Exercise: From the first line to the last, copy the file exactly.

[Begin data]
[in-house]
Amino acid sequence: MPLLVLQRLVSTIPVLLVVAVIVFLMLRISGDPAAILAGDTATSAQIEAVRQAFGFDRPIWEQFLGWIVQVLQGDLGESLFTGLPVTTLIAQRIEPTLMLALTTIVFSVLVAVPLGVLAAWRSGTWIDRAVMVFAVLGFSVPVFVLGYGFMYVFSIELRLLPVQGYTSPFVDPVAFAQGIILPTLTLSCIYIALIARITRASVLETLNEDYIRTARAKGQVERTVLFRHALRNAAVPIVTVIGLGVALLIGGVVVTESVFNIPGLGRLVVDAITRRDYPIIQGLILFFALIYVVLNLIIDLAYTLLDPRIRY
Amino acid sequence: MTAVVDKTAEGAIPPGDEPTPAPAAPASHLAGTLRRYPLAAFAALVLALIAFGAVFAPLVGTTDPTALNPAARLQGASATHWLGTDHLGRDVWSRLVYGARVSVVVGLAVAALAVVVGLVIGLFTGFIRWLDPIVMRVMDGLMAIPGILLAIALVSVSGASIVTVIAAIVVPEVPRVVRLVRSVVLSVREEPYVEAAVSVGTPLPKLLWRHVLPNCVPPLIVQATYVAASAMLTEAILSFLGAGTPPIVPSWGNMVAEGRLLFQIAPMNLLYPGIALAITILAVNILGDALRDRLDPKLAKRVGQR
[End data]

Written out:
[in-house]
Amino acid sequence: MPLLVLQRLVSTIPVLLVVAVIVFLMLRISGDPAAILAGDTATSAQIEAVRQAFGFDRPIWEQFLGWIVQVLQGDLGESLFTGLPVTTLIAQRIEPTLMLALTTIVFSVLVAVPLGVLAAWRSGTWIDRAVMVFAVLGFSVPVFVLGYGFMYVFSIELRLLPVQGYTSPFVDPVAFAQGIILPTLTLSCIYIALIARITRASVLETLNEDYIRTARAKGQVERTVLFRHALRNAAVPIVTVIGLGVALLIGGVVVTESVFNIPGLGRLVVDAITRRDYPIIQGLILFFALIYVVLNLIIDLAYTLLDPRIRY
Amino acid sequence: MTAVVDKTAEGAIPPGDEPTPAPAAPASHLAGTLRRYPLAAFAALVLALIAFGAVFAPLVGTTDPTALNPAARLQGASATHWLGTDHLGRDVWSRLVYGARVSVVVGLAVAALAVVVGLVIGLFTGFIRWLDPIVMRVMDGLMAIPGILLAIALVSVSGASIVTVIAAIVVPEVPRVVRLVRSVVLSVREEPYVEAAVSVGTPLPKLLWRHVLPNCVPPLIVQATYVAASAMLTEAILSFLGAGTPPIVPSWGNMVAEGRLLFQIAPMNLLYPGIALAITILAVNILGDALRDRLDPKLAKRVGQR